In the second segment, Cydonia questions continued to come in and Dr. Smith elaborated on his studies and conclusions.  The Swedish website Glanta came up as our guest had an article published on the site. Their English language site is http://glanta.org/?page_id=2.  The ISS came up with listener questions and our guest was critical of it since it still does not have closed loop environmental and life support.  The field of exobiology was discussed as was the need for low cost space access.  Paula in Denver asked about the need to be inspiring and to inspire students and others regarding space, interstellar flight, and our distant human future.   Cameron said we needed to start with kids and that it was important to do so.  He also spoke to the need to make sure our students have and know how to use the skills of critical thought.  The ARM came up and Cameron said it make no natural sense.  He also said we should be getting serious about going to Mars.  During the show he was asked why this was important, going to Mars, human spaceflight, interstellar flight, all of it.  He cited the need to have a humanity insurance policy as from studying the past as he has done in his field, he is all too familiar with species, nations, cultures, and such becoming extinct.  It does happen and space settlement and interstellar human spaceflight are the insurance programs for our survival.  His concluding remarks repeated saying that space colonization was a responsibility, not a luxury.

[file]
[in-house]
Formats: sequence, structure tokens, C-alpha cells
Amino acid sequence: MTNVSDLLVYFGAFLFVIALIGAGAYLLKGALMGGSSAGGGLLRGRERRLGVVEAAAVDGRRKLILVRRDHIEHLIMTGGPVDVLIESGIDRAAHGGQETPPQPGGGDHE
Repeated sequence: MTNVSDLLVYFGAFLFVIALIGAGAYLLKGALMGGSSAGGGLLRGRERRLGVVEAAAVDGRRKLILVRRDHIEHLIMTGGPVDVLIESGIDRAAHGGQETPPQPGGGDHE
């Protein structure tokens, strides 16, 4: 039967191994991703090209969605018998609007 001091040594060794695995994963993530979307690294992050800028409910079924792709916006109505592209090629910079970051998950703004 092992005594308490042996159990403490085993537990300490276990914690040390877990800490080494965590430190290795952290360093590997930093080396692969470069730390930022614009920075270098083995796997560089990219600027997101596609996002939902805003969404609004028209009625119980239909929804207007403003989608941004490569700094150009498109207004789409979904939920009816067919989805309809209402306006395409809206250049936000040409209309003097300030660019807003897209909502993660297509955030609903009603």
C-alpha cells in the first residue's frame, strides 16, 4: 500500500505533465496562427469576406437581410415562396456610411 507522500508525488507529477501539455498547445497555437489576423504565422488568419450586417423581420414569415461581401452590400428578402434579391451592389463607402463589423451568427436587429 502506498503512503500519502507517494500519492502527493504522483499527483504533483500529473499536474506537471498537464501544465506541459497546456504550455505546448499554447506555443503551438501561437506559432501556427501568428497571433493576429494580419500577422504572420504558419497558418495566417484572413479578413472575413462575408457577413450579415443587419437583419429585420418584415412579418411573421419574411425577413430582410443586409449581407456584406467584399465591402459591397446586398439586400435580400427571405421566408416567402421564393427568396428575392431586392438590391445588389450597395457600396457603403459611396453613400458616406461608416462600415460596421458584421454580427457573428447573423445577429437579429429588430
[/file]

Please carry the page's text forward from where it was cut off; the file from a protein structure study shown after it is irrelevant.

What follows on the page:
Please post your comments on TSS blog above.  You can reach Dr. Smith through me or his university website, http://pdx.academia.edu/CameronMSmith.

Comments»

1. Kristophr - February 3, 2015

There was a question about setting up a telescope about 1% of the way to Alpha Centauri, and some confusion about the mechanics involved.

“Solar Lens” refers to setting up a space telescope far enough out to use the Sun’s gravitational field itself as a lens, with the space telescope acting as an “eyepeice”.

Matt - February 4, 2015

So far I know it was an idea of the Italian space scientist Claudio Maccone. Great stuff, worth to be investigated in detail.

http://www.newyorker.com/tech/elements/the-seventy-billion-mile-telescope

http://www.maccone.com/

Matt

B John - February 9, 2015

And it would be an important stepping stone to the interstellar world. There’s no need to decelerate, the gravitational focus of the Sun is an infinite line starting somewhere 550-1000 AU away. Even if it is still inside the Oort cloud, it would be as far out as we can go this century and it would work as a bridge to other stars. Not only by observation, but by working as an infrastructure for future interstellar communication too.

Matt - February 10, 2015

Yes, it could be a bridge mission. We have the physics or even the basic technology elements itself (as nuclear-electric propulsion) in principle available for such a mission, in contrast to that what we need a mission to next stars. However, it would be a very demanding mission (also in financial terms). It is not clear for me in the moment, which requirements apply to a telescope of this kind to observe surfaces of extrasolar planets. The working principle (or the distance of required both receivers) seems to depend from distance to the observed object.

Matt - February 10, 2015

Addition to my comment aboth: It is my believe that such a mission shall be done it we can reach the 700 AU in about 10 years flight (scientists shall not wait longer as in case of New Horizon). Such a objective requires about a velocity of 350 km/s or 20-times of that what we achieved up to now.